The New Detectives looks at several crimes investigated by the Texas Rangers including the murder of Billy Staton who tape recorded his own death, the rape and murder of seventy-two year old Lydia Schumacher by Charles Supak Jr., and a body discovered in Cooke County that eventually leads to Terry Brown a truck driver and multiple murderers.
The solutions to the most atrocious crimes often hinge on the smallest of clues. Even with advanced technology, vision still remains one of the most important tools for forensic investigators. They must train their eyes to find the full story of a murder written in a single scrap of evidence.
There's an old saying that a burden shared is a burden halved. But when people team up to commit murder, the weight of their guilt remains just as heavy. Investigators must rely on forensic science to capture partners in crime.
There's never a good reason for murder but some killers are especially cruel - choosing their victims at random or with no apparent motive and then expertly covering their tracks. These crimes may seem unsolvable, but telling clues remain. It's up to investigators to follow the trail of evidence to capture these deadly killers.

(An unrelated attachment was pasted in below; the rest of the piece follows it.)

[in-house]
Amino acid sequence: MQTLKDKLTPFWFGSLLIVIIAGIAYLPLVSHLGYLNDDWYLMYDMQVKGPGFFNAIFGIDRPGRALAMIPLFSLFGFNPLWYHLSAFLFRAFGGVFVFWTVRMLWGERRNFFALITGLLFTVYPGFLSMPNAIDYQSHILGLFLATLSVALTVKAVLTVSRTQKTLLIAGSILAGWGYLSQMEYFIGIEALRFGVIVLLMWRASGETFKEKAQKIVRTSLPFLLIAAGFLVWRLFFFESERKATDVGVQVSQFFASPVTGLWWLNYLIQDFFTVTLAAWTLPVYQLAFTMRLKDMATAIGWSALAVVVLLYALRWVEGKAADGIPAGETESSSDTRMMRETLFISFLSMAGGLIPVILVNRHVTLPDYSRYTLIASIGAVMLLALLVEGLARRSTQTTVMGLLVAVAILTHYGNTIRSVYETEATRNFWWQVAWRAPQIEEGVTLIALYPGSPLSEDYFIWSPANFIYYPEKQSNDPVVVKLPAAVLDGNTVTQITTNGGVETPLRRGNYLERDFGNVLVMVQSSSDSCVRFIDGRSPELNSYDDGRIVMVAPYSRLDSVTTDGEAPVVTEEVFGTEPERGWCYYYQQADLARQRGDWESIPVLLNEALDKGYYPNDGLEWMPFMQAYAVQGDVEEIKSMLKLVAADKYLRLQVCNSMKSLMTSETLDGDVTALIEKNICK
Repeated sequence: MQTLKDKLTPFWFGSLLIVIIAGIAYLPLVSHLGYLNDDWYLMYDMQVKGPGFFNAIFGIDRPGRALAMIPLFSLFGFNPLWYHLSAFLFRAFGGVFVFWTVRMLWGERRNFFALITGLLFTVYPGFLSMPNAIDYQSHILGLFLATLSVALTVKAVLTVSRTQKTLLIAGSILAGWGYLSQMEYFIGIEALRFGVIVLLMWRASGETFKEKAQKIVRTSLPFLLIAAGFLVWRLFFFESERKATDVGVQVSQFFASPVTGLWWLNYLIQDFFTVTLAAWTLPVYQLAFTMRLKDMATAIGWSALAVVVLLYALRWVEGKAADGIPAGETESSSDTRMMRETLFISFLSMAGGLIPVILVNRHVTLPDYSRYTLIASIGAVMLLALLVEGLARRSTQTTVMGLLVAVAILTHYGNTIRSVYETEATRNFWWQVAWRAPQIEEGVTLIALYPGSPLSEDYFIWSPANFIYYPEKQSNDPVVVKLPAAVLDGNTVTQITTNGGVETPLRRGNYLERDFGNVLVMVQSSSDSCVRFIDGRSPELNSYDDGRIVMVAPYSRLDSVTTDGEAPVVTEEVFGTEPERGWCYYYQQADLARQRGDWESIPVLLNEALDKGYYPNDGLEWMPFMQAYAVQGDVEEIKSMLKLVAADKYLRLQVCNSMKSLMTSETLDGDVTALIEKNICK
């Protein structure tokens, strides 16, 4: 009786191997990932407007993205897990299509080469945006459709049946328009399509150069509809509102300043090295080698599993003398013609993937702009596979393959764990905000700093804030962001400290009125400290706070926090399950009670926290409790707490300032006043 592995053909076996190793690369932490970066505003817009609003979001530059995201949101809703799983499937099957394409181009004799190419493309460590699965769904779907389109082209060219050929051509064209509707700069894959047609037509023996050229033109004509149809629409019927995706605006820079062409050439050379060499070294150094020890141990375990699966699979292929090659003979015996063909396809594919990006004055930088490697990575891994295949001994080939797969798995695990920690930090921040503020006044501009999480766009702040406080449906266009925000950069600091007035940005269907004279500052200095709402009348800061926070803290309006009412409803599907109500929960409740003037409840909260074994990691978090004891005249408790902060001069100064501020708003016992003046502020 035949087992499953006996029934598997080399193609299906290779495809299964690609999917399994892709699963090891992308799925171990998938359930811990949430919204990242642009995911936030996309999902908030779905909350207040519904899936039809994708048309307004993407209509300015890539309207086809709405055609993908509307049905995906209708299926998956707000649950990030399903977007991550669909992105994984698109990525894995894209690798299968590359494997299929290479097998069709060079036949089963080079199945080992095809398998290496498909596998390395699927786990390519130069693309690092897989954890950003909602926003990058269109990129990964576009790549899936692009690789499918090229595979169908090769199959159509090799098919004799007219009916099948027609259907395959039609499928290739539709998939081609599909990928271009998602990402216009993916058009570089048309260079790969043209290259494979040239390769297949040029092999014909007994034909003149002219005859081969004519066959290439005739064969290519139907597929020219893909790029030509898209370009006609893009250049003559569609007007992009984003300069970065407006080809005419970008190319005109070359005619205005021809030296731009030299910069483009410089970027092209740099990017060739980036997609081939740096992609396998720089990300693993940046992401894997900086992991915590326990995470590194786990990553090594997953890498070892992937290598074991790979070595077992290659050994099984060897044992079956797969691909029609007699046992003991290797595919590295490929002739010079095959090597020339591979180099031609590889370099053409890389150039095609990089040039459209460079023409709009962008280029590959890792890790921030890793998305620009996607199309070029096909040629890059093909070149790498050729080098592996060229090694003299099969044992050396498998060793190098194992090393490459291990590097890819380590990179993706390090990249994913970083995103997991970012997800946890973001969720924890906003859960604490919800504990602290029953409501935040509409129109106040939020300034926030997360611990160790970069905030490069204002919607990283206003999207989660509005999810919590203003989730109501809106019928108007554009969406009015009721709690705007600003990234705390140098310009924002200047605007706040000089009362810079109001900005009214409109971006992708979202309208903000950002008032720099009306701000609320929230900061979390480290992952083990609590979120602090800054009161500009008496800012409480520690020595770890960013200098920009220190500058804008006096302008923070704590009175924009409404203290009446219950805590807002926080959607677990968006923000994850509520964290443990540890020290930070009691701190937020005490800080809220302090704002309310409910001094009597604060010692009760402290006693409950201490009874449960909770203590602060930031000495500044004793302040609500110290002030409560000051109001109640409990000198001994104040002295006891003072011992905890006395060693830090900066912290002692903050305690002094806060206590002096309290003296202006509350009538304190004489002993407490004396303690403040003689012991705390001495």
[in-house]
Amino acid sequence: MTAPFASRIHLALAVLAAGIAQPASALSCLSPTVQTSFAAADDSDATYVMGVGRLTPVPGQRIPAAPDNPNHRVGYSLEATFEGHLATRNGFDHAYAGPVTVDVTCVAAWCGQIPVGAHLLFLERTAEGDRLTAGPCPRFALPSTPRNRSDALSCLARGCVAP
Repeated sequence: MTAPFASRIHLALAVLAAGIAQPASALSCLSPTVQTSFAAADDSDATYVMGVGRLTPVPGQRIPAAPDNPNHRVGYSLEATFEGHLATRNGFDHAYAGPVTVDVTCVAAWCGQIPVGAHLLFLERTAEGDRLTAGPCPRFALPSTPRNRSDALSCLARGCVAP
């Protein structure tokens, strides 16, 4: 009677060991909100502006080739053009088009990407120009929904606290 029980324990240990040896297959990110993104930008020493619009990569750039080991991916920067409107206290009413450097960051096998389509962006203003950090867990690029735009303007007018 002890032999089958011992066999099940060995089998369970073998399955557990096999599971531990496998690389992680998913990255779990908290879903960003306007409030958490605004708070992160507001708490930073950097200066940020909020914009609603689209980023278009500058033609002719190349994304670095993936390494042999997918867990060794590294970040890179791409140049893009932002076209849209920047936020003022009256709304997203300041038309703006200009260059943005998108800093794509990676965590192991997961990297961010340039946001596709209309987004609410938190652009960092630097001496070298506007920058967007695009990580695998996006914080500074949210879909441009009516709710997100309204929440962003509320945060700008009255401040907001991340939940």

The great outdoors may offer clues to solving heinous crimes. Seed germination and the presence of certain insects provide vital information about the murders. But it takes the skilled eyes of the forensic entomologist and botanist to decipher the clues nature provides.
Poison is the subtlest murder weapon, and poisoners are sometimes the most brutal of killers, gaining their victims' trust and harming them over time to disguise the murder. Investigators must see through the unusual circumstances to bring these murders to light.
When lovers turn on each other or marriages fail, some coldblooded spouses find a gruesome way to gain an uncontested divorce: murder. Forensic scientists must piece together the mystery of love gone awry to catch these killers.